My Lords, I, too, congratulate the noble Lord, Lord Sewel, on chairing our committee so very ably, and I thank him for his generous remarks about me as a barman in Brussels. It is always a great privilege to serve on one of your Lordships' Select Committees, since our discussions frequently touch upon issues in which the public have a very considerable interest. Today is no exception.
Opinion polls suggest that a majority of people in Britain are conditional accepters of animal experimentation for medical purposes-that is, they can accept at least some forms of animal research, provided that there is no unnecessary suffering and/or that no alternative will do. It is very clear that people place importance on avoiding the use of animals where possible, with a majority of those polled-70 per cent in the most recent survey-also agreeing that there needs to be more research into alternatives. Clearly, it would be wrong to carry out an animal experiment if another method, not using animals, could achieve the goal. That ethical imperative is recognised in both the UK and EU laws, which prohibit the use of laboratory animals if another method is available. Yet what if another method has not yet been identified or developed? How can we enhance progress in finding substitutes for the use of animals?
One key aim in revising the EU directive on the use of animals for scientific purposes is to promote,
"the development ... and implementation of alternative methods".
Those methods span all the three Rs, namely: the reduction, refinement and replacement of animal use. The Commission has shown ambition in asserting that,
"the ultimate goal should be to replace the use of animal experiments altogether", but is also realistic in its view that,
"with current knowledge a complete phase out of animal experimentation is not yet achievable".
As witnesses called to our inquiry emphasised, future progress will need to capitalise on new technologies such as tissue engineering, advances in computer technology, non-invasive imaging techniques and understanding of gene function, to name but a few. Identifying, adapting and bringing new approaches on stream will in large part depend on the proactive efforts of researchers themselves. The scientific challenges should not be underestimated. Further progress will require lateral thinking, bringing a wide range of expertise to bear.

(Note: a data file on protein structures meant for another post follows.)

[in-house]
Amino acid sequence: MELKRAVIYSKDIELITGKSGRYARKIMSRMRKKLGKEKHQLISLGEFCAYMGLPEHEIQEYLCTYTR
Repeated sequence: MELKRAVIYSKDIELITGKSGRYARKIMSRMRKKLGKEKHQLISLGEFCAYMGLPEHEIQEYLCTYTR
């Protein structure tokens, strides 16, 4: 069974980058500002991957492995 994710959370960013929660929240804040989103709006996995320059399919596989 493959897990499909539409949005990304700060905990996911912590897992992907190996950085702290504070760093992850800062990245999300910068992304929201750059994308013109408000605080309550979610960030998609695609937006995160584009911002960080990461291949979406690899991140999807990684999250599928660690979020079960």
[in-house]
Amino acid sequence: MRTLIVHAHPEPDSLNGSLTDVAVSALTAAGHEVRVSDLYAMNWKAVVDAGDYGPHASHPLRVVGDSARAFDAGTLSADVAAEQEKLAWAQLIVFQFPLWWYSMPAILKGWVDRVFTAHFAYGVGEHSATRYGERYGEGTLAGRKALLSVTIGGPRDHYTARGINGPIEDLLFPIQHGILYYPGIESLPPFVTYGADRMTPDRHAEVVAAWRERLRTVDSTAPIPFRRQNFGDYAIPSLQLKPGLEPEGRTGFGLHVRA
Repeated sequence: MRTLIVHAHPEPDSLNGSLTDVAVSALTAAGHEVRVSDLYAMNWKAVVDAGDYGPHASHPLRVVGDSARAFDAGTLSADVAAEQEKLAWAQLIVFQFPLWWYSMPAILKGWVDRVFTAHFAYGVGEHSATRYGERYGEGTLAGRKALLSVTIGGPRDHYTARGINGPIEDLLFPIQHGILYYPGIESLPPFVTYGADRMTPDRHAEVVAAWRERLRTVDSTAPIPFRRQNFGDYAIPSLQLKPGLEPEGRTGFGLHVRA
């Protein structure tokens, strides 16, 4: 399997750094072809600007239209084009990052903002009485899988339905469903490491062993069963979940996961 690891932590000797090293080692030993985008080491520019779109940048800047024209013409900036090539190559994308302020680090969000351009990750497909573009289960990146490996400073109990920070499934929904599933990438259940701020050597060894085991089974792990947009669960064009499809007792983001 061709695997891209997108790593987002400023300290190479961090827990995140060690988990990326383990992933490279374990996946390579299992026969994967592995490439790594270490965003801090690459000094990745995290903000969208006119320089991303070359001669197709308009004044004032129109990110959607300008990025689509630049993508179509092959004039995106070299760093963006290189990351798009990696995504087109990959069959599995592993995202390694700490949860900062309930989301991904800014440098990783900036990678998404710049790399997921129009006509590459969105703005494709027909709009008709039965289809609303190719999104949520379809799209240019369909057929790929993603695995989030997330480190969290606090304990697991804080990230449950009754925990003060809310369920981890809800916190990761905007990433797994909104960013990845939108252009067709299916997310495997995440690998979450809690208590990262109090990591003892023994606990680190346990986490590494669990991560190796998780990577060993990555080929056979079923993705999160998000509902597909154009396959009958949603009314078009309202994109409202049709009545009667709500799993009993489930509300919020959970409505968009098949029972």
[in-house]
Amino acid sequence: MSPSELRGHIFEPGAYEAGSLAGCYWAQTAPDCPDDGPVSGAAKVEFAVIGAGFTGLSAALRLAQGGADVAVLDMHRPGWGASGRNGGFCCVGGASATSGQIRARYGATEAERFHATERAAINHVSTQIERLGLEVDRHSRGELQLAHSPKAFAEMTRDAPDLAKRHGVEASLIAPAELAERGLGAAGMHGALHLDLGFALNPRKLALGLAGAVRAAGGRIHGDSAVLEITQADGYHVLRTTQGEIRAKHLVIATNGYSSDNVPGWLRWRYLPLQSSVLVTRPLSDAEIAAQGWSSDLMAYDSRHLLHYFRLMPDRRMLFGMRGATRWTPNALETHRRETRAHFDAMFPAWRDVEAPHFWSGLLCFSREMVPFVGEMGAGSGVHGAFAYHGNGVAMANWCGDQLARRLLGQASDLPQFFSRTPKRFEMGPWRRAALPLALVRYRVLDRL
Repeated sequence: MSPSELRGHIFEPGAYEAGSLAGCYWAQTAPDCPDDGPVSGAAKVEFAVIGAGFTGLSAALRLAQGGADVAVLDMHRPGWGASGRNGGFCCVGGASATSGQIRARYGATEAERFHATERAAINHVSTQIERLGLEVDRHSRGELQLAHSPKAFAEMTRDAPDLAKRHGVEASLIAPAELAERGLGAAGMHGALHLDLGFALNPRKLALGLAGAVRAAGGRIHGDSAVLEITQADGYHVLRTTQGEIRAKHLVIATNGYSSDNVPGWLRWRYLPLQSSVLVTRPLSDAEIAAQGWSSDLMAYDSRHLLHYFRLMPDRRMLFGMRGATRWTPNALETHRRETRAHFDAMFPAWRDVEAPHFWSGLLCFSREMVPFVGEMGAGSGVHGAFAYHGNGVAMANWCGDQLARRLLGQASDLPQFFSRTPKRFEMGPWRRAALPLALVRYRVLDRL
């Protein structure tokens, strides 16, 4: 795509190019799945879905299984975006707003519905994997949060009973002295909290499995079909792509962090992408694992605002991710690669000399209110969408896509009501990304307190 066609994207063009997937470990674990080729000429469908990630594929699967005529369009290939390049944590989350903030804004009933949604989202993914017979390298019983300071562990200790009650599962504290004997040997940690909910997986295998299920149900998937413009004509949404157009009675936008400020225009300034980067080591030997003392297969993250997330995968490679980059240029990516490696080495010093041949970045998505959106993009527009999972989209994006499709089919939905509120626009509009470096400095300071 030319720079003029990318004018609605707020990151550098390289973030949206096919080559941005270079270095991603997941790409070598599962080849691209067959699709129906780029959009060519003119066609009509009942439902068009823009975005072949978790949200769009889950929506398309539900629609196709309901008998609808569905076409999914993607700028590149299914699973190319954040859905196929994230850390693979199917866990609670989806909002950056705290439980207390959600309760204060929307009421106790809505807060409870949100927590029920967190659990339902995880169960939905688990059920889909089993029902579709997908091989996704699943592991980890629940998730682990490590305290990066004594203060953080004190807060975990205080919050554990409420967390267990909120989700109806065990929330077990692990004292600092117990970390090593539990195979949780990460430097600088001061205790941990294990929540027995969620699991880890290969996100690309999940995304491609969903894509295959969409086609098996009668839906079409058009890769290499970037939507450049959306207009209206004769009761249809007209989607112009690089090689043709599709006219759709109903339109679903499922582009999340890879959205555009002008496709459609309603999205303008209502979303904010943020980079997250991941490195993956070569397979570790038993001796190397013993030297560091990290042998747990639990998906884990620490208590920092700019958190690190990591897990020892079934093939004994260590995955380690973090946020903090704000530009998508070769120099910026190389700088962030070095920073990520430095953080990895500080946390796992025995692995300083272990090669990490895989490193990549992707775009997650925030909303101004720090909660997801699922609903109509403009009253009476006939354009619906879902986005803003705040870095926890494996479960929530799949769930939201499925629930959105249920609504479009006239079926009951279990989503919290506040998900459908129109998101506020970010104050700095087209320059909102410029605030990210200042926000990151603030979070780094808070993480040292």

For this reason we took the view that the Commission's initial proposal that each member state should set up a national reference laboratory for the validation of alternatives would not provide the required impetus towards reducing the use of laboratory animals across the EU. It is unlikely that a single centralised laboratory can provide the breadth of scientific experience upon which any further progress will depend. More fundamentally, a focus on validation ignores the need to develop new methods in the first place. Instead, we were persuaded that a system of national centres across the EU would be a better approach, each working as a forum, aiming, like the UK national centre 3Rs, to bring together a wide range of experts and other interests to explore the potential of new technologies to reduce the use of animals; to think creatively about potential new approaches; and to serve as a source of inspiration and information about alternatives.
Since our report was published, the requirement for national reference laboratories has been removed from the draft directive. In the current draft, Commission and member states will be required to contribute to the development and validation of alternative approaches, the Commission to consult member states in setting priorities for validation studies, and member states to assist the Commission in placing validation studies in suitable laboratories. There will also be a Community reference laboratory covering all 3Rs.
It is my hope that these provisions will lay the foundation for an overarching strategic approach to the development of non-animal methods across the EU, which ultimately will help further to reduce the need to use animals in scientific research and testing. I noted very carefully the wise and experienced words of the noble Lord, Lord Winston, but I hope and think he will agree that it is most important that science and society continue to concentrate on this highly sensitive issue.